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Why do Christians celebrate Easter?

by Randy Moll | April 15, 2020 at 5:00 a.m.

While some are quick to criticize Christians for celebrating Easter and point to ancient pagan observances in spring and to worldly customs involving such things as Easter eggs and the Easter bunny, Christians celebrate Easter for none of these things. They have an entirely different reason to observe the festival and to celebrate. Christians observe Easter to remember and celebrate the bodily resurrection of Jesus Christ from the dead on the third day following His crucifixion just outside the walls of Jerusalem.

For the critics, it is true that Easter Sunday, set on the first Sunday immediately following the Paschal full moon, does not always fall on the third day after the Jewish Passover. But since Jesus rose from the dead on the first day of the week, Christian churches observe the day of His resurrection on a Sunday each year. Eastern Orthodox churches usually observe the festival on a different Sunday than Western churches because of their use of the Julian Calendar to calculate the date of Easter rather than the Gregorian Calendar and the astronomical full moon rather than the Paschal or ecclesiastical full moon. Yet, all of this is neither here nor there. It wouldn't be an issue if Christians celebrated Jesus' birth in July and His resurrection in November because it's not about the date of the observance but the event that is remembered.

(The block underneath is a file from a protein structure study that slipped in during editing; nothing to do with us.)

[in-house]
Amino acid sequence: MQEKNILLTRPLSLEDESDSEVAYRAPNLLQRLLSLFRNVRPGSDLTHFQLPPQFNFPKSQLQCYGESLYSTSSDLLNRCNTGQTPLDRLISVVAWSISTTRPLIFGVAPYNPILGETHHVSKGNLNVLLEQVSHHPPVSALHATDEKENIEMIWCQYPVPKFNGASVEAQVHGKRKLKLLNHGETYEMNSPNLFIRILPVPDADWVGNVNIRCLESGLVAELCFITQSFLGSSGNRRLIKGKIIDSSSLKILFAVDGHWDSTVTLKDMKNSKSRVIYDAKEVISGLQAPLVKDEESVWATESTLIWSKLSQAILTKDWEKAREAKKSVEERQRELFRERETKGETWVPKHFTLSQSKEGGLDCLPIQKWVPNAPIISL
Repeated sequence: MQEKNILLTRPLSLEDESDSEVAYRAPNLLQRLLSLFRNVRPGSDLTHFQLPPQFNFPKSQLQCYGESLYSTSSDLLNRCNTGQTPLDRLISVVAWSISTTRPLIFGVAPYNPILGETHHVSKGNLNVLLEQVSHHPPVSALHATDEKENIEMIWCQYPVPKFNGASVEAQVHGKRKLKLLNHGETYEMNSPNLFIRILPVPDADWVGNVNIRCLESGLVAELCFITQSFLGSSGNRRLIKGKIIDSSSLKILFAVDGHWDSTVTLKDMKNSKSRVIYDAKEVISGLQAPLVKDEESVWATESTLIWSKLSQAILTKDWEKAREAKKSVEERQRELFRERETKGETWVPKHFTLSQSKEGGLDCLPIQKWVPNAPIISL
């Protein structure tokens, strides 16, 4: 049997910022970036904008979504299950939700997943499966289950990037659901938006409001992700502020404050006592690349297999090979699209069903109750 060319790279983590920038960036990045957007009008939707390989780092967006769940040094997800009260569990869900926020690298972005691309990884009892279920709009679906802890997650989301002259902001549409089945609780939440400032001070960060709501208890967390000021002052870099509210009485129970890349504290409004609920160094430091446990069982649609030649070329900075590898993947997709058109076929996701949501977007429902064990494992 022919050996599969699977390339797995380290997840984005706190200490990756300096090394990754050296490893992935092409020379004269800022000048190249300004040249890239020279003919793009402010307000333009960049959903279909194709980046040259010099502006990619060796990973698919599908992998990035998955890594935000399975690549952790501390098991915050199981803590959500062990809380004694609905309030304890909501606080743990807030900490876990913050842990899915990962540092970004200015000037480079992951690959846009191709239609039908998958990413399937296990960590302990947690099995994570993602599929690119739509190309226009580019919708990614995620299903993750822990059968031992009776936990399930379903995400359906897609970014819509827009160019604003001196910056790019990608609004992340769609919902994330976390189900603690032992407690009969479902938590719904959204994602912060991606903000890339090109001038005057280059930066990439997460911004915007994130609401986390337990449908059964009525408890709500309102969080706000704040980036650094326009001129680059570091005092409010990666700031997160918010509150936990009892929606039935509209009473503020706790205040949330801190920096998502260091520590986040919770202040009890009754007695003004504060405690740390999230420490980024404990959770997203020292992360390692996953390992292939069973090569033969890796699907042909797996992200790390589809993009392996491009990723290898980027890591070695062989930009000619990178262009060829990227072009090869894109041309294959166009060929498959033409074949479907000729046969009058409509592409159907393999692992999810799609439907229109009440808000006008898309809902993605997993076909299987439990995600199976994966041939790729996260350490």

And there are those who claim that the very name "Easter" comes from the name of a pagan goddess or a pagan celebration -- and many blindly accept this assertion -- but a far better explanation is that the name Easter comes from the old German word "Oster" or "Ostern," which means "the rising of the sun." Oster comes from the old Teutonic of auferstehen (or auferstehung) which means resurrection. This comes from two